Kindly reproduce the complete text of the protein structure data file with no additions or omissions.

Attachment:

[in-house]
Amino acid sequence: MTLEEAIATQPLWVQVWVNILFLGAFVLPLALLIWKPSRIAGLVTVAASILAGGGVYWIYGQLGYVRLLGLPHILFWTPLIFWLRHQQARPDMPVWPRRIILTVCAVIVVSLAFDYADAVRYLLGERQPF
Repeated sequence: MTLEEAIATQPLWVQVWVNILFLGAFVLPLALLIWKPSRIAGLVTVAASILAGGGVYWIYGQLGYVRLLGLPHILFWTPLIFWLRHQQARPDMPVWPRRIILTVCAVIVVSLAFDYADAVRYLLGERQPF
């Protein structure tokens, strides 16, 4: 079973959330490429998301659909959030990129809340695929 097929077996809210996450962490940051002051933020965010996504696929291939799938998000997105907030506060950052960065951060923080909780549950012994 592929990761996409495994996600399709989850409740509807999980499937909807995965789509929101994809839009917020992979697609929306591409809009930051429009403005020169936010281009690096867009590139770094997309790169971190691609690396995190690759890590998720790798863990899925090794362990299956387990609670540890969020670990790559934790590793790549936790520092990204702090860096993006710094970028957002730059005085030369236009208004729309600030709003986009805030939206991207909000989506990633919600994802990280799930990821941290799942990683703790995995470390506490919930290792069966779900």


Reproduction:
[in-house]
Amino acid sequence: MTLEEAIATQPLWVQVWVNILFLGAFVLPLALLIWKPSRIAGLVTVAASILAGGGVYWIYGQLGYVRLLGLPHILFWTPLIFWLRHQQARPDMPVWPRRIILTVCAVIVVSLAFDYADAVRYLLGERQPF
Repeated sequence: MTLEEAIATQPLWVQVWVNILFLGAFVLPLALLIWKPSRIAGLVTVAASILAGGGVYWIYGQLGYVRLLGLPHILFWTPLIFWLRHQQARPDMPVWPRRIILTVCAVIVVSLAFDYADAVRYLLGERQPF
């Protein structure tokens, strides 16, 4: 079973959330490429998301659909959030990129809340695929 097929077996809210996450962490940051002051933020965010996504696929291939799938998000997105907030506060950052960065951060923080909780549950012994 592929990761996409495994996600399709989850409740509807999980499937909807995965789509929101994809839009917020992979697609929306591409809009930051429009403005020169936010281009690096867009590139770094997309790169971190691609690396995190690759890590998720790798863990899925090794362990299956387990609670540890969020670990790559934790590793790549936790520092990204702090860096993006710094970028957002730059005085030369236009208004729309600030709003986009805030939206991207909000989506990633919600994802990280799930990821941290799942990683703790995995470390506490919930290792069966779900």